Department of Crop Sciences University of Illinois at Urbana-Champaign

Agronomy Day 2006

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Is This Corn Nitrogen Deficient?

Emerson Nafziger Emerson D. Nafziger

When asked, most producers don’t recall seeing widespread N deficiency in their cornfields, except in cases where corn “fires” under dry conditions, or when wet soils in low-lying areas of fields result in yellow plants. There are occasional reports of strips receiving extra N and producing more yield than the rest of the field, and though such reports are often anecdotal, many people realize that the N fertilizer applied to a field might not always be adequate to produce maximum yields.

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Fig.1 Corn Yield response to N rate run for seven years in the same field at Urbana

Our recent work on N rates for corn has shown clearly that applying enough N to assure that a field is never deficient is not economically sound. Figure 1 shows N response data for a study at Urbana where corn has followed corn for 7 years. The economically optimum N rate, where the last lb of N was just paid for by the increase in yield, is 194 lb N per acre, but it ranged from 125 to 225 (the maximum rate used). High corn yields in a year did not automatically mean that a lot of N was needed, though there was a tendency for higher yields to need more N.

How do we deal with the uncertainty that the N rate we in the same field at Urbanachoose for a certain year might not be adequate for that field for that year? Because we can’t know what the weather and soil conditions will be before the season, we don’t have a good way to guess at a “best” rate, hence we should use the rate that on average provides the best return. It can also be helpful, though, to learn to look at the corn crop with regard to N nutrition, and to recognize the signs of inadequate N.

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Fig. 2 Corn with high N (top) has both darker green leaves and more leaf area than the N deficient corn (bottom) Photo by Bryan Young

The most common way we try to assess N deficiency is by seeing how dark green the leaves of the crop are. Greener leaves have higher chlorophyll content, and so they can do photosynthesis faster, thereby making more sugars available to feed the stalks and roots and to fill grain. Because of N available from soil organic matter, young corn might not show deficiency symptoms even where no N has been applied. In older corn, as shown in Fig. 2, low N rates cause smaller and paler leaves, leading to less photosynthesis and lower yield.

When N deficiency is severe, it’s easy to see by eye, though it’s not easy to judge how deficient a crop is. One way to put numbers on N deficiency is to use the SPAD meter, developed by Minolta. This device measures the amount of light the leaf absorbs, which is related to the leaf thickness and chlorophyll content. As shown in Fig. 3, SPAD readings taken after pollination often correlate very well with yield. While SPAD thus helps us “see” N deficiency, it usually works only after corn plants are 3 to 4 feet tall, and its ability to predict yield response to N gets better after that, peaking at about the time of pollination.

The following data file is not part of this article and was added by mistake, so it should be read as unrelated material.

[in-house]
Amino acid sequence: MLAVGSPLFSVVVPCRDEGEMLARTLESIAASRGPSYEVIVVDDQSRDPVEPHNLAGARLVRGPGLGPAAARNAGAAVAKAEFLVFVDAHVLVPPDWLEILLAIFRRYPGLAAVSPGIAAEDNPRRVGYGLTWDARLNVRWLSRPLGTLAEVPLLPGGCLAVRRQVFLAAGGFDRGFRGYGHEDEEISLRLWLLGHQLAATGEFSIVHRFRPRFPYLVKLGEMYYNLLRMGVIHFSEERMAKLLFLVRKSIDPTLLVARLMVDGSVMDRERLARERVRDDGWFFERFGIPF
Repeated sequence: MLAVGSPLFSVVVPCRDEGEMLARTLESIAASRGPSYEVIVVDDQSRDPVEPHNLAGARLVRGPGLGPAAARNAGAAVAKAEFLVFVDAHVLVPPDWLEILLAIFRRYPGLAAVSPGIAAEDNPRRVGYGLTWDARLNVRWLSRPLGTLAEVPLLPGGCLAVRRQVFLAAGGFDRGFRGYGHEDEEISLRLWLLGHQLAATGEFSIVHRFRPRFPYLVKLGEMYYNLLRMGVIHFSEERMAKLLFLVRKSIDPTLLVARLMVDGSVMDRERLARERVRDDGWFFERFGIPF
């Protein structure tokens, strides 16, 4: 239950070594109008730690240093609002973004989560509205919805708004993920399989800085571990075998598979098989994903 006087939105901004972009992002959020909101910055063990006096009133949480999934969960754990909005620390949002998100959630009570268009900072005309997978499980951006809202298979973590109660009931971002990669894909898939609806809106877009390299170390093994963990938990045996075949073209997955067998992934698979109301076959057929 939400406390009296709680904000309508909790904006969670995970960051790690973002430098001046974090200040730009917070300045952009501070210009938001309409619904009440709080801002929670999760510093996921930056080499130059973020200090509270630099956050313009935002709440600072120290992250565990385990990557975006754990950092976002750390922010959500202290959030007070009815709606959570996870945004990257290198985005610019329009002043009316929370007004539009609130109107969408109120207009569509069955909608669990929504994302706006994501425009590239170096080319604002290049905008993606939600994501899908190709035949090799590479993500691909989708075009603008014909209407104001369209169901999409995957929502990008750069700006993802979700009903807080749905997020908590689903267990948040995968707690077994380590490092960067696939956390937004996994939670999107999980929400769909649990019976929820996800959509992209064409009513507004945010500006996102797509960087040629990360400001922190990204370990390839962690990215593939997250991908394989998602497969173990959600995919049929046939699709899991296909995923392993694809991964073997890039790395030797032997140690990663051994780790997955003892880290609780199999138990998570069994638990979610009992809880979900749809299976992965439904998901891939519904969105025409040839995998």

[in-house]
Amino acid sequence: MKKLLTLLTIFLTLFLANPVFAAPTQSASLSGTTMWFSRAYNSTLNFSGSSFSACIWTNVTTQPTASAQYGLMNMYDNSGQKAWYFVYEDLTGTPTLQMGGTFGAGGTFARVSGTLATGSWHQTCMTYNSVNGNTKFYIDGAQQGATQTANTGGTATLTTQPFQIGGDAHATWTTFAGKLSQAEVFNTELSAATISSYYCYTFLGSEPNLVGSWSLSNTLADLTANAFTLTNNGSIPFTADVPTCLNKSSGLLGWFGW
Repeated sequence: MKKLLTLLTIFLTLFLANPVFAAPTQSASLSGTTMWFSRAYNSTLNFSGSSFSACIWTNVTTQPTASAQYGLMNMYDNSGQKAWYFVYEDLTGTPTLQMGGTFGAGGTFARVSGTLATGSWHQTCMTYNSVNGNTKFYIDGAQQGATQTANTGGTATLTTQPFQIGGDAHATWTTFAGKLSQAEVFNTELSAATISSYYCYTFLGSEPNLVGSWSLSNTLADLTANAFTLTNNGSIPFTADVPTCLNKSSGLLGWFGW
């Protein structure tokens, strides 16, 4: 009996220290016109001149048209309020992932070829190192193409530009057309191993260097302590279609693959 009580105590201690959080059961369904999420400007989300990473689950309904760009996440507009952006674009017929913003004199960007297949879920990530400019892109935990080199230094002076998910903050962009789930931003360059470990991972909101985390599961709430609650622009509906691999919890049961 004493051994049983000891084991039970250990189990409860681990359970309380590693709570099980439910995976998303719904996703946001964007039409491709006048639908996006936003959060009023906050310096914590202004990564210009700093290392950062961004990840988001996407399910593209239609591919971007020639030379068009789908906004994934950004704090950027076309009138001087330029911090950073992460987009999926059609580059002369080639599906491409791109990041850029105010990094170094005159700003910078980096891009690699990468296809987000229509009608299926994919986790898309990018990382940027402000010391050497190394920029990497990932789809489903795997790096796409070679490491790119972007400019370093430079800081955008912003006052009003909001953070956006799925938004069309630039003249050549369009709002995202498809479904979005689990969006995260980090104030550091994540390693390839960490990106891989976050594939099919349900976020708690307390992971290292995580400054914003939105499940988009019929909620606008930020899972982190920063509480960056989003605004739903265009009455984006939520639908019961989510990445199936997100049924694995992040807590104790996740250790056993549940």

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Fig. 3 Relationship Between SPAD readings after pollination
and grain yield in corne at Urbana in 2001

The corn crop usually takes up about 80 to 85 % of its total N by the time pollination is over. Even if there is no shortage of N through pollination, dry conditions later can cause what appears to be N deficiency, with lower leaves showing the yellowing that we associate with N deficiency. These leaves may drop toward the ground as well. This “firing” of lower leaves of older plants is often seen as a signal that plants ran out of N, and there is often regret that more N was not applied. This is a mistake. Root systems don’t grow much after pollination, and so they can’t tap “new” N. If soils around the roots are dry, and there is not enough water to move N toward the roots, then the plant will simply not take up enough N to keep up with movement of N to the grain, and the lower leaves will often give up some of their N in order to make up the difference. These lower leaves are shaded anyway, so the loss of their area may not be a big problem.

While we know that unexpected problems such as weather and insects can limit the amount of N available to a corn crop, once we set an N rate based on sound data, we should not worry excessively that we have made a mistake by not applying more N. We know from our research that it would take at least 250 lb of N in most fields in a given year to be 95% sure (100% sure is unreasonable) that the crop has no shortage of N. This is very costly “insurance”. Instead, we need to be ready to see minor deficiency symptoms from time to time, and to chalk it up to events that we can’t control. The effect on yield is likely to be fairly minor.